TRENTON — Gov. Phil Murphy is slowly lifting restrictions on businesses, allowing non-essential retailers to provide curbside service and restarting non-essential construction work beginning Monday, May 18.

Murphy also announced that drive-thru and drive-in events would be permitted starting immediately, paving the way for drive-in movie theaters to open for business and drive-thru graduation ceremonies to be held.

Still out of bounds are in-person gatherings of any kind, sit-in dining and hands-on services such as barber shops and beauty parlors.

Murphy said his administration has been discussing with hospitals and doctors about restarting elective procedures, a plan for which could be released later this week.

Non-essential businesses have been closed since March 21. Non-essential construction was paused on April 8. Murphy has extended the public health emergency for the third month, into at least the first week of June.

Murphy has been facing growing pressure to lift economic restrictions as the number of hospitalizations has trended downward since the peak on April 15. Since then, new hospitalizations have fallen by two thirds and total hospitalizations have been halved, which health officials attribute to the state's aggressive social distancing measures.

Murphy on Wednesday said the lifted restrictions are part of a "careful process of restarting our economy and getting our state back."

"While we have made enormous progress we are still not in the end zone," he added, pointing out that New Jersey leads the nation in new COVID-19 deaths and cases.

Murphy said further loosening of restrictions would be "incremental."

"We are moving slowly and deliberately because any mistake risks further outbreaks. When public health determines it is safe to remove a restriction, we will remove it — I promise you," he said.

Murphy said the customers are still not allowed inside non-essential retailers; they will have to place orders in advance.

During his news briefing on Wednesday, he addressed what some have argued is an inconsistency of allowing some retailers like Walmart and Target to remain open while smaller shops had to close.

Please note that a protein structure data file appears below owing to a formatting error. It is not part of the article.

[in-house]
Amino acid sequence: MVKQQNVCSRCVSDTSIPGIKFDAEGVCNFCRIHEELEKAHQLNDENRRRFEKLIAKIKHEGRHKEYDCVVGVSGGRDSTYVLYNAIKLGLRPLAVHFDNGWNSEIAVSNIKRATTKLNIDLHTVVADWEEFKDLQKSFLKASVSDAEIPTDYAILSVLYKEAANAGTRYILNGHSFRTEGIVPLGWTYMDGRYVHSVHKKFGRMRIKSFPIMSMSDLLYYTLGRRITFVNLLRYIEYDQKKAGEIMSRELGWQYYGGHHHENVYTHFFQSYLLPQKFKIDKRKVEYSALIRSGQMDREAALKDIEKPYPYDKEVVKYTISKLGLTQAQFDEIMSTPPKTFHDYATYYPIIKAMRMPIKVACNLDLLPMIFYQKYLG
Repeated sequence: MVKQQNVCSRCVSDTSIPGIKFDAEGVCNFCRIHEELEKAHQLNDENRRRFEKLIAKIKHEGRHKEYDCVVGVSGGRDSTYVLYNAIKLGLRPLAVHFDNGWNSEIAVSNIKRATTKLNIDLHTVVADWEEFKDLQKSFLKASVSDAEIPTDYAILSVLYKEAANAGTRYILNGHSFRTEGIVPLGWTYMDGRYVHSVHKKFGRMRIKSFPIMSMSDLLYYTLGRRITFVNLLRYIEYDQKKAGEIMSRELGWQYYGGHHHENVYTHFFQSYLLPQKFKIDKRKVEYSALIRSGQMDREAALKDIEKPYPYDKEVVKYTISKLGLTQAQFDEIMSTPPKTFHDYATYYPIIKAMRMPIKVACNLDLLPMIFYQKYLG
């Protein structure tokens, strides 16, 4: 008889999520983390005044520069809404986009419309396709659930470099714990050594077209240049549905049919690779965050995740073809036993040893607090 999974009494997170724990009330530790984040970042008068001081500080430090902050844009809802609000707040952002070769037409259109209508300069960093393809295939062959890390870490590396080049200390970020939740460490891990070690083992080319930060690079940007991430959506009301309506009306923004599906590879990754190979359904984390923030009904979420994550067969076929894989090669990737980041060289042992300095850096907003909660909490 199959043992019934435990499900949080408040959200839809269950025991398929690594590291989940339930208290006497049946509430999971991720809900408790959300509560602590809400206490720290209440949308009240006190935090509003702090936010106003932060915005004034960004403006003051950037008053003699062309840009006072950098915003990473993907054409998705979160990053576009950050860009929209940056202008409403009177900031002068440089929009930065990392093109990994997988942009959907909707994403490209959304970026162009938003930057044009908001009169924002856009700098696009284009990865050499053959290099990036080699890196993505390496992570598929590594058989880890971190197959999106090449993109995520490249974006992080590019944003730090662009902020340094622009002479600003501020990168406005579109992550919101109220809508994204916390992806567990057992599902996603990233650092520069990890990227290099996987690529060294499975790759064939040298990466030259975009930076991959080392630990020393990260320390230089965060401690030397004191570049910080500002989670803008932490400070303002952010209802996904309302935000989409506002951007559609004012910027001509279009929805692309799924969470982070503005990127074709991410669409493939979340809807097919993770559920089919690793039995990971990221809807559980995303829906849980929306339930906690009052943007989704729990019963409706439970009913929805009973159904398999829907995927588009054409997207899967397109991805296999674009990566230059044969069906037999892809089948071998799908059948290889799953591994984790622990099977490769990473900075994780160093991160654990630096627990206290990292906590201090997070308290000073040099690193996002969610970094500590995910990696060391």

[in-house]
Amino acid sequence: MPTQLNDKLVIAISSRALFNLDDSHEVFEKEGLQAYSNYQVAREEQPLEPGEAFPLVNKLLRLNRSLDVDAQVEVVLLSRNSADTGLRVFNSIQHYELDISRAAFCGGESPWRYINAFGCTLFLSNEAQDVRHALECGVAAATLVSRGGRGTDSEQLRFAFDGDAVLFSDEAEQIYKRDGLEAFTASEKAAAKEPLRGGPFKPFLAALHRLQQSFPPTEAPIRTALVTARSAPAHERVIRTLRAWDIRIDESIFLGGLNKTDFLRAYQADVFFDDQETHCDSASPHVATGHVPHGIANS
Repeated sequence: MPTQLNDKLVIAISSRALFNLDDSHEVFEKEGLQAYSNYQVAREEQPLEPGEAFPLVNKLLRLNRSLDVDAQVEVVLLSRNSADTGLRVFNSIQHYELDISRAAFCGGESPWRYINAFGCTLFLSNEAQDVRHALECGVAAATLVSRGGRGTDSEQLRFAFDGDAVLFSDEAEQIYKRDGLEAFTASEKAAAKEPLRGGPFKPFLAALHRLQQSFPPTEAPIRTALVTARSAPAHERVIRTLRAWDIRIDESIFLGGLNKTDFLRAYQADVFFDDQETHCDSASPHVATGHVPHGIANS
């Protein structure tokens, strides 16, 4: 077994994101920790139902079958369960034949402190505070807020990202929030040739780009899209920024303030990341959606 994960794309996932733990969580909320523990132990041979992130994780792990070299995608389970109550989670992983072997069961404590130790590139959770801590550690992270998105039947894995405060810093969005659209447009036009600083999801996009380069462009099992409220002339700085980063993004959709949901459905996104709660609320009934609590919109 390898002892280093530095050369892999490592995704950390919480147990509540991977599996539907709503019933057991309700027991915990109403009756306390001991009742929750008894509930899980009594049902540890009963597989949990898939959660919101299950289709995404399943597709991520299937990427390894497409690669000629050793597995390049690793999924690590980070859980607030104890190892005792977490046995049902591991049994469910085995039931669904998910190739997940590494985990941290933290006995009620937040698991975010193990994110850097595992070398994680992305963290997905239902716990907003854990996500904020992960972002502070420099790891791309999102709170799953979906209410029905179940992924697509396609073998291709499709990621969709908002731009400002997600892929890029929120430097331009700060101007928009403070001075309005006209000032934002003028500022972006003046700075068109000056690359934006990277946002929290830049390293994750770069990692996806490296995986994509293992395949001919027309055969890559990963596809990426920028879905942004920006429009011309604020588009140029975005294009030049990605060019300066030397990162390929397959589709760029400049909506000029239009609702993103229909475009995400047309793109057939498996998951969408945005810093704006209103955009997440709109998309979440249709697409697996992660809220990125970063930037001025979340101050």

Murphy said that "we're still at stay-home mode" and "we just don’t want people congregating. I just don't know how else to say it."

Vehicles at drive-in or drive-thru events will have to maintain separation of 6 feet or more or else windows and convertible tops will have to be closed unless a passenger's safety is at risk.

At construction sites, workers will have to remain masked, visitors should be barred and break hours should be staggered to encourage distancing among workers, Murphy said.

Murphy has empaneled two separate committees of businesses leaders, health officials and clergy to chart out plans for reopening commerce and houses of worship.

Republican lawmakers, who were largely supportive — or at least silent — during the first weeks of the state's emergency response have recently called into question the length of Murphy's emergency orders. Assembly Minority Leader Jon Bramnick this week called for public hearings where experts could be asked about safe ways to restart the economy.

“There should not be a debate in the Governor’s Office and then the governor comes out and announces simply, ‘This is how we’re going to proceed.’ Maybe that might be true for a week or two but not three or four months," Bramnick said Tuesday. "This is a time the Legislature must get involved and must start examining these questions publicly.”

Murphy's mantra has been that "public health determines economic health and data determines dates." On Tuesday, he announced an ambitious plan to boost contact tracing and testing as a way to let more people out of their homes.

“More testing means more people will know their health status and that means more peace of mind," he said Tuesday. "And more testing creates more data, and more data allow us to take more steps forward."

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Sergio Bichao is deputy digital editor at New Jersey 101.5. Send him news tips: Call 609-359-5348 or email

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